Members of the Adams family have their own theories. They wonder whether football may have damaged his brain in the same way that has led other players to turn violent and, in a few cases, take their own lives.
On Thursday, Alonzo Adams, Phillip’s father, told WCNC, a Charlotte television station, “I think the football messed him up.” His sister, Lauren Adams, told USA Today that he had recently become uncharacteristically aggressive.
“His mental health degraded fast and terribly bad,” she said. “There was unusual behavior.”
Adams’s brain will be studied to determine whether he had chronic traumatic encephalopathy, or C.T.E., a degenerative brain disease associated with repeated hits to the head, according to Sabrina Gast, the coroner in York County. It can take months to receive a diagnosis for the disease, which has been linked to mood disorders, memory problems, impulsive behavior and other issues, and has been found in hundreds of former football players.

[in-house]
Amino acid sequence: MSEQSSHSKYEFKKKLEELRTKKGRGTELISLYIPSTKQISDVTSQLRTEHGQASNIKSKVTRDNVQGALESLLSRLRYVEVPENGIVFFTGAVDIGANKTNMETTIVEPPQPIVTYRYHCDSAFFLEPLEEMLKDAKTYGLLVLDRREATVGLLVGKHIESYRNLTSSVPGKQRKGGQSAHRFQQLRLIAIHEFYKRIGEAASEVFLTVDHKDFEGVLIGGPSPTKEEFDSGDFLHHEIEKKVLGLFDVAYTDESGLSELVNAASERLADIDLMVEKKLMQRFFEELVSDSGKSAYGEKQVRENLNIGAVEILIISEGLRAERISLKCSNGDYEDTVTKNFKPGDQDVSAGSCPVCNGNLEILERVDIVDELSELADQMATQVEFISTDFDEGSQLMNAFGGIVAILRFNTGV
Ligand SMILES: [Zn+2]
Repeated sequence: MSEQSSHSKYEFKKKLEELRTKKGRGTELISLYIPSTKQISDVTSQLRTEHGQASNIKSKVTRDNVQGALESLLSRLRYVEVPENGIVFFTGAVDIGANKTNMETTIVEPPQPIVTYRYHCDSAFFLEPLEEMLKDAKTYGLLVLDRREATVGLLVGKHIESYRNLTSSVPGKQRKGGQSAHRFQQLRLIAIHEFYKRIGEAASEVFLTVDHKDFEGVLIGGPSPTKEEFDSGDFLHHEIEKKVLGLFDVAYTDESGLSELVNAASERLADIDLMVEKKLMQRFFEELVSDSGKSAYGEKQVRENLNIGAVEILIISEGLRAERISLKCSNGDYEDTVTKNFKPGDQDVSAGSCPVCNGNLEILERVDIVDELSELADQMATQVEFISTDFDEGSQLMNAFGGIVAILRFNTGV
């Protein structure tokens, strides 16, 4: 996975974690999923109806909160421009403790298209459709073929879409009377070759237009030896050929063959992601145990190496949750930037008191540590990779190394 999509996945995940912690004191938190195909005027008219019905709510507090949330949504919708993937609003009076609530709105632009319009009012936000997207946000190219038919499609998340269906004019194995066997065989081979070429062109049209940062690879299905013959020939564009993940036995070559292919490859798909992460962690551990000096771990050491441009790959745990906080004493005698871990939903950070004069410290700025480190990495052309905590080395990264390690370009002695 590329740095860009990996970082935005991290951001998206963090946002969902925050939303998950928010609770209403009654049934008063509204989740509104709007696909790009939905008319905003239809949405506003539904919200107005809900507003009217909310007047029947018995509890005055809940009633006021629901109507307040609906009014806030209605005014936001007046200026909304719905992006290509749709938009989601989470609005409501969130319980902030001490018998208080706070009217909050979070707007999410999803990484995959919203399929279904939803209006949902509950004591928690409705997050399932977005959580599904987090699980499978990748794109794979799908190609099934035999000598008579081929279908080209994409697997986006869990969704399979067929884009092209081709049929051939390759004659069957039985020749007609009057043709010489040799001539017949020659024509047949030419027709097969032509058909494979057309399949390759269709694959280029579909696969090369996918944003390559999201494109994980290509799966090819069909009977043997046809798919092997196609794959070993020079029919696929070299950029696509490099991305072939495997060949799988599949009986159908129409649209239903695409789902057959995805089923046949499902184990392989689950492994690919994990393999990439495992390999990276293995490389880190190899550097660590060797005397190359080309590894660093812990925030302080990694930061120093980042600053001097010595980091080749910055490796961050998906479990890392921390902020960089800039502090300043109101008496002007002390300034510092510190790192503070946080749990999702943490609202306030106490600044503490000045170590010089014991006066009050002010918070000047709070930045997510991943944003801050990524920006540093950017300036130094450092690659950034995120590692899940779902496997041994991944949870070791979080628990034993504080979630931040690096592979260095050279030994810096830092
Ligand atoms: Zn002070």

Former coaches, colleagues, neighbors and associates who knew Adams described him in interviews as a hard-working athlete who never advanced beyond journeyman status in the N.F.L., but who remained a quiet, helpful presence in town.
“In 43 years, if you would’ve told me that this would have happened with Phillip Adams, I would’ve put him in the last five of the thousands of kids I coached,” Montgomery said on Thursday. “It’s just a sad day.”
Duane Belue, a longtime friend and neighbor of the Adams family, said Phillip was close to his mother. Though Phillip had bought a new truck, he did not appear to overspend, and he stayed with his parents for extended periods. Within the last year, the Belues said they noticed that Phillip’s behavior had changed. He was less approachable and would pace outside aimlessly.
“We noticed in the yard, he was out walking, kind of sad,” Anne Belue said. “You can’t judge somebody that far away, but he was always real friendly before then.”